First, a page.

Back to the basement.  When I turned on the water I could hear the roar as it flowed full force into the tank.  Whatever I’d done, it must have fixed the problem.  Or so I thought.  But did the cutoff valve on the toilet mechanism work? I didn’t need an overflowing tank. I hurried upstairs and lifted the lever.  Gulp! It did not work. I swallowed panic and began to diddle with the mechanism.  That was my third mistake.

The instructions never mentioned that the bloody thing came apart if you twisted it the wrong way.  I saw the rise of the Yellowstone geyser just in time to duck.  That’s when I set the neighborhood record for the twenty meter water cutoff dash.

As I crept back up the stairs nursing skinned knuckles and a stubbed toe, I noticed that the dog had taken refuge on the high ground of my bed.  I cautiously stuck my head inside the bathroom and entered the combined worlds of South American rain forest and Great Dismal Swamp.  Water dripped steadily from the ceiling onto a sodden carpet and the wallpaper was already starting to curl.  Cry?  No…laugh…hysterically!  The dog prudently departed the bed and slunk away to hide under a table.

The next Monday the plumber arrived, fixed the toilet in fifteen minutes, and charged me for an hour.  It was worth it.  I will go on being a liberated woman who rewires her own sockets, lays her own kitchen tile, and services her own car but, when it comes to plumbing, I don’t care if I’m seen as liberated just as long as my toilet works.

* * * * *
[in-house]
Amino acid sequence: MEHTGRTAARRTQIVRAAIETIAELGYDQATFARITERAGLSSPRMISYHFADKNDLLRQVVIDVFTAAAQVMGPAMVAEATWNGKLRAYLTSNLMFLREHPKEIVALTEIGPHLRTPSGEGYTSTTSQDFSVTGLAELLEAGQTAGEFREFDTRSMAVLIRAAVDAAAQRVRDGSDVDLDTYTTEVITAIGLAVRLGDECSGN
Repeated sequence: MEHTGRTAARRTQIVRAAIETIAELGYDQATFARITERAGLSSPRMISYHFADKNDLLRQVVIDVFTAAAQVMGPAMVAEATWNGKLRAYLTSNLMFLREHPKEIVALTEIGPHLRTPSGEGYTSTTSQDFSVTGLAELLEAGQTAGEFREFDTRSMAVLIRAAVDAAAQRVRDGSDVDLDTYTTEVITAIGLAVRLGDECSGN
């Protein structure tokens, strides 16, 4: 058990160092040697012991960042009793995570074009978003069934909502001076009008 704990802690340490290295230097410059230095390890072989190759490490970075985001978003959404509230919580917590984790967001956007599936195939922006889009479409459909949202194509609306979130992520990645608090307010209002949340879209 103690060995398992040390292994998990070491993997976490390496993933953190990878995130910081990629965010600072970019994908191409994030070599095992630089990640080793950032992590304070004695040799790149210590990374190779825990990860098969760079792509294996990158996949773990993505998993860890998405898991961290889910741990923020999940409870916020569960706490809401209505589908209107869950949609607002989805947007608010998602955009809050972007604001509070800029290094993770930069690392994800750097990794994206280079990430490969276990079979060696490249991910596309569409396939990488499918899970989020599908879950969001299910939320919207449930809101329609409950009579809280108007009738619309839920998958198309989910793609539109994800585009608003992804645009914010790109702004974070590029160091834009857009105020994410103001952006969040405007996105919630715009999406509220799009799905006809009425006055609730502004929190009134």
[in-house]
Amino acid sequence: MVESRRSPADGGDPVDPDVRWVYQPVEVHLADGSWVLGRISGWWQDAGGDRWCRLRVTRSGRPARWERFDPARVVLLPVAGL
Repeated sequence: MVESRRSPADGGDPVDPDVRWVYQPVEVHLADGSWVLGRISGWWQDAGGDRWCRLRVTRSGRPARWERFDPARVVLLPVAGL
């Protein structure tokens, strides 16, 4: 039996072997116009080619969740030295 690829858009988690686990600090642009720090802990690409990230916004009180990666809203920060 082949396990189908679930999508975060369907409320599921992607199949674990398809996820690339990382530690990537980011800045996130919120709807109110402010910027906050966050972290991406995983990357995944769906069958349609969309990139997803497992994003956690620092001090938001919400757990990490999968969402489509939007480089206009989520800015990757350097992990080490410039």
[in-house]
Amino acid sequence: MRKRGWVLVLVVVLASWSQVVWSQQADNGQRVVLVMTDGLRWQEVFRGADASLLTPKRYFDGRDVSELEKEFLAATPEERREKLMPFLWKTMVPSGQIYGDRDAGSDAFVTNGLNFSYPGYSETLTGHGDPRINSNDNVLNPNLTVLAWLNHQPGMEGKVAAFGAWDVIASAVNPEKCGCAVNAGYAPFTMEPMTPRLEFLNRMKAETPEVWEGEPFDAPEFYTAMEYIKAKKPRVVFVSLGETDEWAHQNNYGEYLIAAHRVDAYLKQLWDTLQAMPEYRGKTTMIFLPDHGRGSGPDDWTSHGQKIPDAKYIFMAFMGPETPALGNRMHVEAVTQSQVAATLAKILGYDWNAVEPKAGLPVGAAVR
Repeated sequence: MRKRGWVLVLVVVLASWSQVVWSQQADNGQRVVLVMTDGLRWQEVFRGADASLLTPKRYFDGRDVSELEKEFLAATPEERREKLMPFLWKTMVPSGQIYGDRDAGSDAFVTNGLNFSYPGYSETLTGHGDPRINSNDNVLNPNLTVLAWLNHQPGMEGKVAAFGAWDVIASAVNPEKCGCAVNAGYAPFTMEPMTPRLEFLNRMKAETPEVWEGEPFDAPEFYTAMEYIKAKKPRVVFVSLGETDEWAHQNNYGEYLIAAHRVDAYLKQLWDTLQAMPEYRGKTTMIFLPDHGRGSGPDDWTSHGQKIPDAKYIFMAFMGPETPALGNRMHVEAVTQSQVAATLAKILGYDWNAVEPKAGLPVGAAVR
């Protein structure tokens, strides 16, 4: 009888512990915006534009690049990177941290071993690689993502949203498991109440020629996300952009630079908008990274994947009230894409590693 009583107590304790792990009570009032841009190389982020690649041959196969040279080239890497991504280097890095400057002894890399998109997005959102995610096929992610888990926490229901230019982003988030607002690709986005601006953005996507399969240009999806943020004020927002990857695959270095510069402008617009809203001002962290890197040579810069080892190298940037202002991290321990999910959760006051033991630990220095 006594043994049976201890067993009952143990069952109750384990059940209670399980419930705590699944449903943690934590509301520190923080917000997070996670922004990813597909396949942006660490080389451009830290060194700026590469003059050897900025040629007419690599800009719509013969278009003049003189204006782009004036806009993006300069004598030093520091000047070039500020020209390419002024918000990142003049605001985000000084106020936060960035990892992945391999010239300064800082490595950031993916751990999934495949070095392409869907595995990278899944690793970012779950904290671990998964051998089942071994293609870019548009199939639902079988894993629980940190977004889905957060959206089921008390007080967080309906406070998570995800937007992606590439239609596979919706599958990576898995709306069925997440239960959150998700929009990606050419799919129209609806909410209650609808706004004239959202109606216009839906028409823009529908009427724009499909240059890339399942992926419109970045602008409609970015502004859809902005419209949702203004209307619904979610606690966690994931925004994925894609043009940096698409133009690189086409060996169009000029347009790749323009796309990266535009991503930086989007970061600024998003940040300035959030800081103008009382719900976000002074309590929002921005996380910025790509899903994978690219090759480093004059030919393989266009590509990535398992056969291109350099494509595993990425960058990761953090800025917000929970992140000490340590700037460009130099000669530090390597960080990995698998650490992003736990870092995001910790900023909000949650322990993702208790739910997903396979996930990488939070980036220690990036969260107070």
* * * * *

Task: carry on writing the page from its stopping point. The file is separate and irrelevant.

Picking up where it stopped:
Deja Vu and Marcellus Shale “fracking”

July 24, 2011

I chanced upon a program this morning that actually seemed balanced and fair-sided on the issue of fracking. They concentrated on the Marcellus Shale area in Pennsylvania but I stopped to listen since we are facing the same conundrum in West Virginia. There’s no doubt on the benefits of obtaining such a store of natural gas to add to our energy supply. The cons of the process of fracking are more problematic. I listened to the complaints from the affected well owners about methane and other forms of contamination. They aren’t imagining these problems. Yet, on the same program, the official company line is stated as there being no proof that their drilling methods are responsible for the problems of the well owners.  Now here comes the “deja vu”.  Flashback, to another party of various company officials, this time a full-blown congressional hearing.  And, one by one, they state without hesitation that there is no proof that their “product” is the cause of the problem being investigated.  The tobacco company officials are ready to swear that there is no proof that smoking causes cancer. And now I really begin to worry.

The “Feel” of Quiet

July 24, 2011

Sunday morning. A clear sky. Not humid yet and an ever so slight breeze. It “feels” like a quiet morning here in the mountains.  “Feels” like quiet? Yes, feels. True, the usual cacophony of birds is absent. They’ve finished their territorial calling and are mostly busy with raising their brood. Still, I can hear a distant Blue Jay imitating a red-shouldered hawk, the coo of a mourning dove, and the buzzing wings of a hummingbird. The occasional green frog twangs at the pond. The cicadas have started, their incessant buzz contributing to the calm. So, it really isn’t all that quiet. It just feels that way. The weight of the air cloaks my shoulders like a soft blanket. It dampens all the twitters, buzzes, and twangs into a distant and barely perceptible din, like when you’re in the library and you can hear the voices of the world passing by through the closed window. The resulting calming effect enwraps a body. It’s quiet. You can literally “feel” it.